How to create a Samba share that is writable from Windows without 777 permissions?
I have a path on a Linux machine (Debian 8) which I want to share with Samba 4 to Windows computers (Win7 and 8 in a domain). In my
smb.confI did the following:
[myshare] path = /path/to/share writeable = yes browseable = yes guest ok = yes public = yes
I have perfect read access from Windows. But in order to have write access, I need to do
chmod -R 777 /path/to/sharein order to be able to write to it from Windows.
What I want is write access from Windows after I provide the Linux credentials of the Linux owner of
I already tried:
[myshare] path = /path/to/share writeable = yes browseable = yes
Then Windows asks for credentials, but no matter what I enter, it's always denied.
What is the correct way to gain write access to Samba shares from a Windows domain computer without granting 777?
I recommend to create a dedicated user for that share and specify it in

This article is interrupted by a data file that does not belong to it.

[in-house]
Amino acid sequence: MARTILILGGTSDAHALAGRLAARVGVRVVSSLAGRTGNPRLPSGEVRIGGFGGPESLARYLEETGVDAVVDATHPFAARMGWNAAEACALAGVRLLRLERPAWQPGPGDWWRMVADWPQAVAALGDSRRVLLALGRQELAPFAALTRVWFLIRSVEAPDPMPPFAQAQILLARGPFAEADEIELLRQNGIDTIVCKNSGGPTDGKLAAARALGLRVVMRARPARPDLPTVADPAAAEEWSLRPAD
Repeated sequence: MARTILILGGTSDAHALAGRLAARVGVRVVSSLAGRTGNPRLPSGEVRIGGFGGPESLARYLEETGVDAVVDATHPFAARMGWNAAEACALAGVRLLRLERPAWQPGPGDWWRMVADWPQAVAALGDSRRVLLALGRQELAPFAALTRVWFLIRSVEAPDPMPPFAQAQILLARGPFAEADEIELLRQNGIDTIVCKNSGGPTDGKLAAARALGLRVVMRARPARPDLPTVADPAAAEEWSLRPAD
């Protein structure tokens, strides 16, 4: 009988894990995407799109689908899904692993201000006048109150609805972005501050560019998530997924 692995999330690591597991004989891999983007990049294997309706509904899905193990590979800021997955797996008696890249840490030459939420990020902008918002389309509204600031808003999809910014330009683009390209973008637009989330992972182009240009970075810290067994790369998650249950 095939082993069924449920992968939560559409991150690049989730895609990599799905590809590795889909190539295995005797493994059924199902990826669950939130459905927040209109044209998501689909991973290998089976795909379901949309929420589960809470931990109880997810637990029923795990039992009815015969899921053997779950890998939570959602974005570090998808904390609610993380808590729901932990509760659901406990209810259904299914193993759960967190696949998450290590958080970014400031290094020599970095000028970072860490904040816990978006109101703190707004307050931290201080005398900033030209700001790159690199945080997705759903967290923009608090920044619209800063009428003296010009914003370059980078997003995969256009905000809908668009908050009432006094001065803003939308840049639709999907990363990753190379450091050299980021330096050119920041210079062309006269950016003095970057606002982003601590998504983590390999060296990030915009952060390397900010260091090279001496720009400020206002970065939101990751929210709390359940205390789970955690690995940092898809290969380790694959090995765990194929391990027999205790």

force user(see docs).
Create a user (
shareuserfor example) and set the owner of everything in the share folder to that user:
adduser --system shareuser chown -R shareuser /path/to/share
force userand permission mask settings in
[myshare] path = /path/to/share writeable = yes browseable = yes public = yes create mask = 0644 directory mask = 0755 force user = shareuser
guest okis a synonym for
I had a similar problem and all google searches showed the dirty way to simply use 777. I wanted 775 for my shared folder and I wanted files to be created using my linux "defaultUser", I used also public = yes. Folder was 775, create and dir mask was 775 but in Windows it was not writable and I could not get why. Adding `force user = defaultUser` did the job for me.
I can't get this to work, any time I try to share the directory, I just get a window telling me I need to give "others" write permission in order to share the directory.
I got it, the problem was the location of `smb.conf`. Google and even sambas documentation said the file should be at `/usr/local/samba/lib` but actually it is in `/etc/samba`
@MarkKramer It's a good idea to follow the documents included in your specific Linux distribution because many distros re-organize the files to fit the Linux Foundation's FHS (Filesystem Hierarchy Standard). I recommend reading and searching the docs delivered with your distro because google's not always the best answer, for example you may get info for a different version of the software. Best Regards.